Established 1874.

The Oberlin Review

Established 1874.

The Oberlin Review

Established 1874.

The Oberlin Review

Beginner BIPOC Pottery ExCo Returns, Facilitates Community in Cherished Artistic Space

Abe Frato
Badrinath throws a vessel in the Pottery Co-op.

Oberlin holds a lot of pride for the little space tucked within the off-white building behind Mudd Center known as the Pottery Co-op. This semester, for the second time since the start of the pandemic in 2020, the co-op is offering a beginner ExCo exclusively for students of color: BIPOC Beginner Pottery.

The ExCo is led this year by Conservatory fourth-year Marley Howard, and its description in the fall ’23 ExCo course catalog reads, “This ExCo is a beginner course for BIPOC identifying students who want to learn the basics of pottery in a safe space. As the Pottery Co-op is a majority white space, having a safe space for BIPOC students will create a more comfortable and accessible space to learn and grow as potters.”

Two pieces Howard has made.

“I think [the Pottery Co-op] had started talking about doing another class because [I am] one of maybe, I would say, five — like I can name them all on one hand — [BIPOC] who regularly use the co-op,” Howard said. “I’m usually the only person of color in any of my art classes, and that’s a hard thing to deal with. I make a lot of art about my identity, and so being the only person who will bring up those topics is always difficult.”

When Howard took the ExCo last year to familiarize herself with the art of throwing, she discovered a passion so meaningful that she decided to teach the ExCo this year. Howard’s experience teaching pottery skills to her peers extends beyond the co-op: College fourth-year Olive Badrinath’s love for pottery developed alongside her friendship with Howard, and Badrinath is now a co-president of the Pottery Co-op.

“I had always wanted to get into pottery — it seemed like a thing I would like — and one day I was like, ‘Will you teach me?’” Badrinath said. “For me, it was also a way to spend time with Marley, so I think it’s a really meaningful thing within our friendship as well, and then I got obsessed. We just started throwing together, and it’s great.”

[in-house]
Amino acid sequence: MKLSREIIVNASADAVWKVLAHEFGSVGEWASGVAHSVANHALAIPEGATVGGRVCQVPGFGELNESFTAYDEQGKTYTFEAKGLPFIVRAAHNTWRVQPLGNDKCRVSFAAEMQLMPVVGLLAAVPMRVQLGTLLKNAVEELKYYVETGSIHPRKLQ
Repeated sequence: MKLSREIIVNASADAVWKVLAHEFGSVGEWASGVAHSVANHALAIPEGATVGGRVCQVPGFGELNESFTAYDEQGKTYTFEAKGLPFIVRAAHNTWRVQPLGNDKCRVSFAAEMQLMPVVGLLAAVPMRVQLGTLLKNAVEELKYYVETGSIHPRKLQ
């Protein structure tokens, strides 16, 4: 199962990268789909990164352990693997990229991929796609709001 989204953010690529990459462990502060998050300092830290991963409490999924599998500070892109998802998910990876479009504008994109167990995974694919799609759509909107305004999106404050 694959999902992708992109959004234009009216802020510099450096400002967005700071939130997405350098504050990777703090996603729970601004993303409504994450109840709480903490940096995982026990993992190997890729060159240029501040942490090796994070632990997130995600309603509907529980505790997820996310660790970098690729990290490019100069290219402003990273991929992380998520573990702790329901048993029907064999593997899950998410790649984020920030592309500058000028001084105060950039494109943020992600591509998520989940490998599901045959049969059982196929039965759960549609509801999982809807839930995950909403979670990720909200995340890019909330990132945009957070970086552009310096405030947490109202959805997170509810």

In artistic spaces, Howard and Badrinath often feel an expectation to speak about and create art centered around their identities. External pressures aside, fostering BIPOC community within the ExCo and the co-op itself is a priority for the two.

“There’s a need for [BIPOC] space because people want it, so we’re here to serve the people who want to learn and teach them as best as possible — and not even teach them how to do pottery, but teach them how to continue doing it,” Badrinath said. “I think that’s what’s really important. It’s not just like, ‘Here’s how you make a bowl,’ it’s also like, ‘Here’s how you enjoy doing it, and enjoy failing and loving what you make — or even not loving it, but just appreciating what you make despite it.’”

As ExCo instructor, Howard selected seven students from a pool of nearly 50 applicants.

“With the class, I just really want to create a space where people are comfortable being and art-making,” Howard said. “I just think the practice of art-making is such an important thing in my entire life, and it’s helped me through so many things, and I just want other people to have that same experience.”

Howard meticulously attaches a handle to a pot she has created.

When Howard and Badrinath are firing, they often eliminate distractions like phones and find themselves so engrossed in the process that even conversation is inhibited. For Howard, the commitment of energy that pottery calls for is proportional to the reward.

“One thing that people don’t realize when they first get into pottery is that it’s one of those things where you have to go back three times a week, four times a week, even if you’re just casually [doing it],” Howard said. “I think if you stay committed to this art form, you can build community or center your life around having to go, like, five times a week, or else your stuff is unusable and [you] have to start completely over.”

Badrinath experiences a similar irresistible captivation that keeps her coming back to the pottery wheel.

“You completely make a fool out of yourself every single time,” she said. “You get sucked in. … I was under the impression, when I first started, that you make a bowl and then it would be done, or then it would just magically pop out pink or whatever — first, I learned that there’s no pink glaze. Second of all, the more you make, the more you have to trim, the more you have to glaze, and then the more you make again. … It’s great.”

While registration for the ExCo is closed for the semester, Howard and Badrinath both hold office hours — BIPOC-only and open to all — for fellow students to get involved, learn the craft, and fall in love with pottery.

More to Discover